purpose. only when we do this are we able to suppress what we previously believe to be possible. each of these 12 women represents a life on enormous courage, to save a child, to help a family, to make a neighborhood or school safe or to boldly speak out against evil by refusing to back down, no matter the personal cost. to the young people here today. i ask you to allow the triumphs exemplified by these heroic women to inspire you in your own lives and to remind yourself that you, too, are capable of greatness. i urge you to not be afraid to fail as failure will never have
the power to define you as long as you learn from it. and realize that your first steps will always involve taking a leap of faith by believing in yourself while choosing to replace fear for hope. let these brave women serve as daily inspiration as it is now up to each of you to remain vigilant against injustice in all its many forums. as you go forward remember their journeys push ahead and strive to bring about a better community, a better country and a better world in an ongoing fight for right over might. we must continue once again to shine the light on the horrendous atrocities taking place in neighborhoods around the corner and around the globe
where innocent families are crying out to live in safety. we will continue to fight injustice in all its forums in whatever scale or shape it takes in our lives. together we must declare that the era of allowing the brutality against women and children is over while affirming that the time for empowering women around the world is now. for wherever women are diminishes, the entire world is diminished with them. however wherever women are empowered, towns and villages, schools and economies are empowered and together we are all made stronger with them we must begin now to challenge old fears fight long-held prejudices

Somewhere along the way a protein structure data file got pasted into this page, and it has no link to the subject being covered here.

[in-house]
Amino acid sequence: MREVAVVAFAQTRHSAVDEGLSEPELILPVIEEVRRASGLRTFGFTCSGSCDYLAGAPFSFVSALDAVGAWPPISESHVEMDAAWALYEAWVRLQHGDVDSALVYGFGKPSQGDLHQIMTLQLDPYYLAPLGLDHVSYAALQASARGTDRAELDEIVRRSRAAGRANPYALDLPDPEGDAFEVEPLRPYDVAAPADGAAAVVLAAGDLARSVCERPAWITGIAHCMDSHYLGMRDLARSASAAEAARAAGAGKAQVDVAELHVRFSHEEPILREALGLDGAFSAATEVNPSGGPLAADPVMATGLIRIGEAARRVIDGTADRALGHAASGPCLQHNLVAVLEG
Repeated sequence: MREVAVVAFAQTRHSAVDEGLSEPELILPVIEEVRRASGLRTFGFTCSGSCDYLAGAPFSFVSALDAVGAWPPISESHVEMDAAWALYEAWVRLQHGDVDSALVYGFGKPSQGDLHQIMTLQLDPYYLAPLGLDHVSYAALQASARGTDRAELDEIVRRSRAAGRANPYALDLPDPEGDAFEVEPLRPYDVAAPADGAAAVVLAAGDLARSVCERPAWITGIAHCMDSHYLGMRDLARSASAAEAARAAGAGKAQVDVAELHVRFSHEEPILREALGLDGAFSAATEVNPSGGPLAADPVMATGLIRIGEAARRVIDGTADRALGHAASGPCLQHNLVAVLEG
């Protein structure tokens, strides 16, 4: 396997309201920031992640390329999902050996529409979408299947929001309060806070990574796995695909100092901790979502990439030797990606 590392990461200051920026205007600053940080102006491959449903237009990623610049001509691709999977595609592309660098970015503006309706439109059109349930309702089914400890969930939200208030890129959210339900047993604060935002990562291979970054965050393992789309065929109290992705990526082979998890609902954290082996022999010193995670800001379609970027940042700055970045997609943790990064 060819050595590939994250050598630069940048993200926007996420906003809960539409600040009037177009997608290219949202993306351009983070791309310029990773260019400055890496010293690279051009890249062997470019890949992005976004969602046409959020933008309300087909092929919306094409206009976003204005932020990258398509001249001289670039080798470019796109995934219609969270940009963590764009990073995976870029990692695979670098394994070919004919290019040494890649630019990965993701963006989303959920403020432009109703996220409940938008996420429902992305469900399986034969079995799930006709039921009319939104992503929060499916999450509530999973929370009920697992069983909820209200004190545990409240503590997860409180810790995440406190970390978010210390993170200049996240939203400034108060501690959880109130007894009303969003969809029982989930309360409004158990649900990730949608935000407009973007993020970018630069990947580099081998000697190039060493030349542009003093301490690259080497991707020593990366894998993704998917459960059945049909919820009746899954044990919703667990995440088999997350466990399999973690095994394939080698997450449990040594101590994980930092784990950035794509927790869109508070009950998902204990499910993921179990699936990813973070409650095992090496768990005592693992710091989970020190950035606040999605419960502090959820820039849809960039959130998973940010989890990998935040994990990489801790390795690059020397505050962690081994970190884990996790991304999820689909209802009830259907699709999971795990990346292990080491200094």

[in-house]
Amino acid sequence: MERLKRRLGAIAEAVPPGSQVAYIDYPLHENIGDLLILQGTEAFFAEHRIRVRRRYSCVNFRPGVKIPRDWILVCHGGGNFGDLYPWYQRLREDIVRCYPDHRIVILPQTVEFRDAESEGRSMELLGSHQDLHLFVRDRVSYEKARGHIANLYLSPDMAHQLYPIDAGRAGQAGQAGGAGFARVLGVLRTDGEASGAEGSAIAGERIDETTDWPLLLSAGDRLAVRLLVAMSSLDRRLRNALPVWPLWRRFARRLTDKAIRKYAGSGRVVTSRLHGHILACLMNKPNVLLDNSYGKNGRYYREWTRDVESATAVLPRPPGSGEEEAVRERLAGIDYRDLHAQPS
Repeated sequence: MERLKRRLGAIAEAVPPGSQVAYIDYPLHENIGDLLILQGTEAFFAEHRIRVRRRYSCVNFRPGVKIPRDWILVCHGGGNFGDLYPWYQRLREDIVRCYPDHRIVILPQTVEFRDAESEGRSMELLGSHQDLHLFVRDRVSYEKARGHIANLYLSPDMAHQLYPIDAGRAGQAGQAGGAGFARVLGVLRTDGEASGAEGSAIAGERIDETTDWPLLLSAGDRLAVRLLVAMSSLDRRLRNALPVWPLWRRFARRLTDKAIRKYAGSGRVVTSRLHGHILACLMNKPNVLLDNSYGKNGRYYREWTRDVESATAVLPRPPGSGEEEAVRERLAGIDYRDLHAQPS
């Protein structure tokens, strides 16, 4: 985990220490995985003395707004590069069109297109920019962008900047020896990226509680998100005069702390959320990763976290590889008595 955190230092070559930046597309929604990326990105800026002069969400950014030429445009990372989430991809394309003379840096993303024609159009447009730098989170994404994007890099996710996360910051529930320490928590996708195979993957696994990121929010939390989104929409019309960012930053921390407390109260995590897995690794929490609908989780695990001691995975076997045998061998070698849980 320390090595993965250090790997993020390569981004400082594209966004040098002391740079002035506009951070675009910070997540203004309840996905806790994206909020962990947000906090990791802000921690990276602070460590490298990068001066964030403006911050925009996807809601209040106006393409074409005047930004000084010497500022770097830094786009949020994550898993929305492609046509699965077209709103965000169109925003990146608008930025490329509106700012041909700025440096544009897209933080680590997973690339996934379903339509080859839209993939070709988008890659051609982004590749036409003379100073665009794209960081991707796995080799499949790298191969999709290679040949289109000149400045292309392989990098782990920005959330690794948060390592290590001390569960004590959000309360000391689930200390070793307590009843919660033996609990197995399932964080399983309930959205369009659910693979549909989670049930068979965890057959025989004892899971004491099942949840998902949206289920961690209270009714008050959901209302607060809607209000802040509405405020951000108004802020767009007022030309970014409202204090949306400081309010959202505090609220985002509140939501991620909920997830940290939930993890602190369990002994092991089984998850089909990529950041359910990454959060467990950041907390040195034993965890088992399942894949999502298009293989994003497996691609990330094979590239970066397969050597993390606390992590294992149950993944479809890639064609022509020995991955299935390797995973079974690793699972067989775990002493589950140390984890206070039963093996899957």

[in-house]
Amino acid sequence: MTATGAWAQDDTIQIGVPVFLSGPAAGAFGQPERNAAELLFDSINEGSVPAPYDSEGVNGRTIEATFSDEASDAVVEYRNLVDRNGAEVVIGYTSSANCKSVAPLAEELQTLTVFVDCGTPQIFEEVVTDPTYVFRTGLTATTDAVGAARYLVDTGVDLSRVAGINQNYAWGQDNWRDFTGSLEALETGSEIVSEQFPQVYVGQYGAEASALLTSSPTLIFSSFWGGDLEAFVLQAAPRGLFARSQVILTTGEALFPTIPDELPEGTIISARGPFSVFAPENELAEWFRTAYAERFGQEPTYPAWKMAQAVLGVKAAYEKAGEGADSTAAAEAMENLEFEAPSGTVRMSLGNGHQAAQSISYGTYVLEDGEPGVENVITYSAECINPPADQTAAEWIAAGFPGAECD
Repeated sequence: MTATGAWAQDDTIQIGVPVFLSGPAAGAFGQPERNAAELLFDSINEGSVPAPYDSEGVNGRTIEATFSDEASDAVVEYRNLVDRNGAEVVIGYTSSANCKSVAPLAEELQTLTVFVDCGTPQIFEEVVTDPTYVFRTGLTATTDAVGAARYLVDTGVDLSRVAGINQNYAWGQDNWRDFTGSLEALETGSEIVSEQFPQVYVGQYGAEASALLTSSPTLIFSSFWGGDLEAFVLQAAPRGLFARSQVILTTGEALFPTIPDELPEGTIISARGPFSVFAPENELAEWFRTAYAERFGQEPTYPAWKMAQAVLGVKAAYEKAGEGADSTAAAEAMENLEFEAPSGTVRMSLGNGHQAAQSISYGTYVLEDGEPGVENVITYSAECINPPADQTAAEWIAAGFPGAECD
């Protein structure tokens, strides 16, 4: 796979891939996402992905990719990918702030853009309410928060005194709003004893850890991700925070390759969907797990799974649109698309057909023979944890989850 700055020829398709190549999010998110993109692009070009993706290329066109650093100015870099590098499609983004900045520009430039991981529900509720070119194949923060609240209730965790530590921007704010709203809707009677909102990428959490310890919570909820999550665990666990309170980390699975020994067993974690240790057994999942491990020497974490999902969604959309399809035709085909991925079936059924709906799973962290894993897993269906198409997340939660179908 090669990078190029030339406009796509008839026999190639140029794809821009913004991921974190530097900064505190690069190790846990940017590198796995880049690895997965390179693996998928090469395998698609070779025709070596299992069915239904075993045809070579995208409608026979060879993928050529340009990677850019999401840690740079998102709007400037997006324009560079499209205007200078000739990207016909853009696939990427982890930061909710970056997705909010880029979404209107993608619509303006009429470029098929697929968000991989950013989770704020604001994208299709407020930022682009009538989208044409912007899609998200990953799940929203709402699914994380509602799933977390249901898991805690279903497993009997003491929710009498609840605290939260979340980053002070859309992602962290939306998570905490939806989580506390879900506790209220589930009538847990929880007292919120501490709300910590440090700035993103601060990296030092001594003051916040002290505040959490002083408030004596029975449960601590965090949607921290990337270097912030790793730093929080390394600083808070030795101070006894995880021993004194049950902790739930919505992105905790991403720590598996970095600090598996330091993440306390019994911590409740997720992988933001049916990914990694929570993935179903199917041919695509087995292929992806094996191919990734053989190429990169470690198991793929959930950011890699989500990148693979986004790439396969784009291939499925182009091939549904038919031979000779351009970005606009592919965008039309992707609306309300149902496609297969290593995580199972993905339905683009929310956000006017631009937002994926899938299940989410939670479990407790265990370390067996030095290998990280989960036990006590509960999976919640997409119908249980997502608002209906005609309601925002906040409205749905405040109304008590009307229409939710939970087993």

and stand up against evil and injustice wherever it may be. as leaders of our shared global community, we must continue to work towards gender empowerment and respect for people from all backgrounds and ethnicities. remembering always that we are all ultimately members of one race -- the human race. each one of us is uniely gifted. we must continually reaffirm our american values as we join with the international community to make our world safer through acts of collaborative and individual bravery. thank you honorees for your courage and thank you, ambassador shannon for your support.
god bless you, and god bless this great nation. >> melania trump, that's a rare appearance. as you know she spends most of her time with her son barron in new york city. i think it's worth noting in this rancorous washington, d.c. we live in, this is something we can all agree on, that the era of allowing brutality against women and children should be over. this is the international women of courage award. 13 women being recognized for their courage, fighting often at great personal sacrifice. putting their own safety at risk for human rights, for women's rights, for peace and so this is something started in 2007 by condi rice. first lady melania trump in washington to be part of this award ceremony. in the meantime, speaking of the rancor in washington, d.c., let's talk about health care. surprising comments by president trump that are raising question about its future and the future of the health care fight in
washington. the president telling a bipartisan group of senators at a receptionast night that the effort to repeal and replace obamacare is not dead. >> i know we'll make a deal on health care, that's such an easy one. i think it will happen very quickly because we've all been promising -- democrat, republican -- we've all been promising that to the american people so i think a lot of things are going to happen there. >> nbc news white house correspondent kristen welker joins us live. the "new york times" reporting the white house is engaged in negotiations over an obamacare replacement plan again even though we know that toward the end of the health care fight the president said if this doesn't work out we're going to move on. we're hearing maybe it's steve bannon at the helm, the freedom caucus and the tuesday group have come back to the table. what can you tell us about that? >> i was told by a source today there will be more discussions, chris, that take place today between those groups that you